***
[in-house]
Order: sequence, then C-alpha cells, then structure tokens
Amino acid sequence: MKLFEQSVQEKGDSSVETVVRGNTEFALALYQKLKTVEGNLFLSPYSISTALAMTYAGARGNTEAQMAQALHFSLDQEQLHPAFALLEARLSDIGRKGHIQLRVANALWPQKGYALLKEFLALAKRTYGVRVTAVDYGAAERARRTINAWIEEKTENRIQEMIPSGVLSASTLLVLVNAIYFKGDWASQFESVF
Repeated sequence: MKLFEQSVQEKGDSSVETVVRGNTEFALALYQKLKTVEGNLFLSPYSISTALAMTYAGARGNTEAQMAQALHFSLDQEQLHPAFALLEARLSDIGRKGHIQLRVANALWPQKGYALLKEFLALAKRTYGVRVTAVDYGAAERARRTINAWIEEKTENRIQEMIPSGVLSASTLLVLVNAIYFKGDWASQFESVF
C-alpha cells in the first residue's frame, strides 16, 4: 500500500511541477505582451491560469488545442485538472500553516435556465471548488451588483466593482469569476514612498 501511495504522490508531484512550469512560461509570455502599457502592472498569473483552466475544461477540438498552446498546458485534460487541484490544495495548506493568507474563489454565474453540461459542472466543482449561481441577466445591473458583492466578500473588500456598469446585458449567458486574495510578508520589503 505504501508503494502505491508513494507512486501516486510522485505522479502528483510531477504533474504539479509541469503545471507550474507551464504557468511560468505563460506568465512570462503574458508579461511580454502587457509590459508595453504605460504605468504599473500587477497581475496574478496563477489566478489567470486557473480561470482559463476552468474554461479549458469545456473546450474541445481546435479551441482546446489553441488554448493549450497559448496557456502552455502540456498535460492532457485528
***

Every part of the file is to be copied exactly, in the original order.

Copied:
[in-house]
Order: sequence, then C-alpha cells, then structure tokens
Amino acid sequence: MKLFEQSVQEKGDSSVETVVRGNTEFALALYQKLKTVEGNLFLSPYSISTALAMTYAGARGNTEAQMAQALHFSLDQEQLHPAFALLEARLSDIGRKGHIQLRVANALWPQKGYALLKEFLALAKRTYGVRVTAVDYGAAERARRTINAWIEEKTENRIQEMIPSGVLSASTLLVLVNAIYFKGDWASQFESVF
Repeated sequence: MKLFEQSVQEKGDSSVETVVRGNTEFALALYQKLKTVEGNLFLSPYSISTALAMTYAGARGNTEAQMAQALHFSLDQEQLHPAFALLEARLSDIGRKGHIQLRVANALWPQKGYALLKEFLALAKRTYGVRVTAVDYGAAERARRTINAWIEEKTENRIQEMIPSGVLSASTLLVLVNAIYFKGDWASQFESVF
C-alpha cells in the first residue's frame, strides 16, 4: 500500500511541477505582451491560469488545442485538472500553516435556465471548488451588483466593482469569476514612498 501511495504522490508531484512550469512560461509570455502599457502592472498569473483552466475544461477540438498552446498546458485534460487541484490544495495548506493568507474563489454565474453540461459542472466543482449561481441577466445591473458583492466578500473588500456598469446585458449567458486574495510578508520589503 505504501508503494502505491508513494507512486501516486510522485505522479502528483510531477504533474504539479509541469503545471507550474507551464504557468511560468505563460506568465512570462503574458508579461511580454502587457509590459508595453504605460504605468504599473500587477497581475496574478496563477489566478489567470486557473480561470482559463476552468474554461479549458469545456473546450474541445481546435479551441482546446489553441488554448493549450497559448496557456502552455502540456498535460492532457485528